A CHRISTMAS GIFT for OUR LADY of MYSTERY
The first time we see her she stands alone surrounded by green grass growing straw-colored and crisp with autumn’s approaching. “Oh, look!” I tell my husband David, “Did you see that little lady over there?”
As with every Sunday we’re out for a family adventure, beginning with a drive down Baker Boulevard on our way to brunch in Joplin and afterwards on to our weekly walk-about at George Washington Carver Monument Park outside of Diamond, Missouri.
Many “excitements” will appear as we turn on Macon Street then jig and jog on the county roads that lead us to and over Center Creek. There on the bridge we always stop and look and listen. Until recently we frequently saw a great blue heron fishing for breakfast alone or with his mate. Though the herons seem to have flown south for the winter, the resident Kingfisher still makes a reliable fly-by keeping close to the bank and declaring his presence with a rattling call.
What a plethora of pleasing sights are ours on any Sunday! Before and after the creek we can always count on seeing cows in an abundant assortment of sizes, shapes and tints. For sure we’ll see horses and a donkey or two or three.
On one trip we saw a rafter of turkey hens scurrying away through a wooded understory and a coyote casually strolling across an open pasture. Another Sunday, while the puppies barked their delight, six very young deer frolicked on the roadside before crossing over in front of us. Further down the road we find long-horned cattle and a bunch of goats our working-dog Aussie longs to herd. In a short half day trip we see a menagerie of creatures sufficiently diverse to fill the Christ child’s stable for at least two or more nativity visits.
This Sunday’s sighting of the little lady is a splendid, unexpected precursor to all the fauna that follow. To my question “Did you see that little lady over there?” David, always eager for a new discovery, replies, “I missed her. Shall we go back?” “Yes, please!” is my happy response.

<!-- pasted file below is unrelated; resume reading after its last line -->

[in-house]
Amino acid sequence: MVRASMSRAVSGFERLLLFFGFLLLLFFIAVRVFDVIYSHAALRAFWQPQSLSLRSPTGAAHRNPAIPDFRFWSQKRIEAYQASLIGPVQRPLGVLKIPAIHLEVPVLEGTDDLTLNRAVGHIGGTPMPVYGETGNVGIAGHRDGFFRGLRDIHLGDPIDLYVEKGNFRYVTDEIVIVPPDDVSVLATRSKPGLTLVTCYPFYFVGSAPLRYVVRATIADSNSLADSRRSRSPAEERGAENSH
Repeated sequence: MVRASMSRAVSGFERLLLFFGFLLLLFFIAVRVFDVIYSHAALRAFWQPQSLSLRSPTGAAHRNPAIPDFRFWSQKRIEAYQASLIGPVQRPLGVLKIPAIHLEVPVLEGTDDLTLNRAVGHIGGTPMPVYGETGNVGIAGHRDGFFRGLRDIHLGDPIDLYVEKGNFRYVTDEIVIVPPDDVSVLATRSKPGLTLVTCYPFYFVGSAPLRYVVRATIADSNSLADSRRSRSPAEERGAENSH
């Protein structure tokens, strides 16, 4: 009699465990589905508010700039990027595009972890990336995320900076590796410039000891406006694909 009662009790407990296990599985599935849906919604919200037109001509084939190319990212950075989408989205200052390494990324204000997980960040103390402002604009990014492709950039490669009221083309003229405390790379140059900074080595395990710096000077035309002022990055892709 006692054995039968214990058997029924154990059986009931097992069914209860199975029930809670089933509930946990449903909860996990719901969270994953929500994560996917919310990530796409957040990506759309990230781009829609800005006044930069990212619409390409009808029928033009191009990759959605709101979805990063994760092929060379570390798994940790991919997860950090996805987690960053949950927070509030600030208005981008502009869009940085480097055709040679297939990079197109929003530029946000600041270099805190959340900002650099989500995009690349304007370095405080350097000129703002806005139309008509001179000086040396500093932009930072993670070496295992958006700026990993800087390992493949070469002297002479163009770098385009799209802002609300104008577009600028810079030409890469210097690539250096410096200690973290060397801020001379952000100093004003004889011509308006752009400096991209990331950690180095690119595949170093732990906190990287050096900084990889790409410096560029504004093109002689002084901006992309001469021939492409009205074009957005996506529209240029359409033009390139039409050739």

Making a quick turnaround we retrace our way to Chestnut Street. Passing through the wrought iron and Carthage marble entrance to Park Cemetery, we drive down a faint, less traveled tract leading in the direction of the little lady who’s beckoned for our attention.
Reverently we step lightly among graves as we walk down the hill to greet the enchanting wee woman. She’s less than three feet tall, hewn from granite now beautifully patinaed by golden lichens and the passing of time. Wearing a one shouldered tunic, beneath a flowing lock of long hair, her left hand held over her heart modestly covers her bare breast. Our Lady’s right hand rests on the top of what at first glance appears to be a miner’s pick. Closer looking tells us the implement is an anchor with a prong broken off, possibly by a mowing machine. Searching for an inscription on this miniature monument, we find none. Perhaps an engraved base beneath this stone figure has long since sunken below the soil line.
Whose grave does Our Lady mark? Who can she be? Our imaginative artist minds begin to create and spin a story as though to unravel Our Lady’s mysteries. Might she be the wife of a sailor lost at sea? Intrigued with her aura of the unknown, we’re compelled to make return visits on our Sunday outings. Her magnetism is undeniable. Is she enchanting us? For sure we are adopting her.
On our most recent visit we present Our Lady with our gift of a festive Christmas crown made just for her. To a lovely small wreath of pinecone adorned faux greenery, I added a bow with streamers of scarlet woven threads. David attached a delicate band to go beneath Our Lady’s chin and fit her crown securely through the coming weeks of rain and wind and weather. Today Our Lady of Mystery is a tiny stanchion of loveliness as she stands serenely in Park Cemetery surrounded by her silent city filled with many silent mysteries.
In coming days I’ll focus on practicing due diligence to solve the questions of Our Lady’s identity and history. In next week’s Art Notes I’ll share with you all that I discover.
For now, personally and on behalf of artCentral’s board of directors, I wish you and yours a most blessed midwinter. May beauty and pleasure and satisfaction fill your heart and your home through the magical celebrations before us. May your days be merry and bright. May your nights be peaceful and quiet.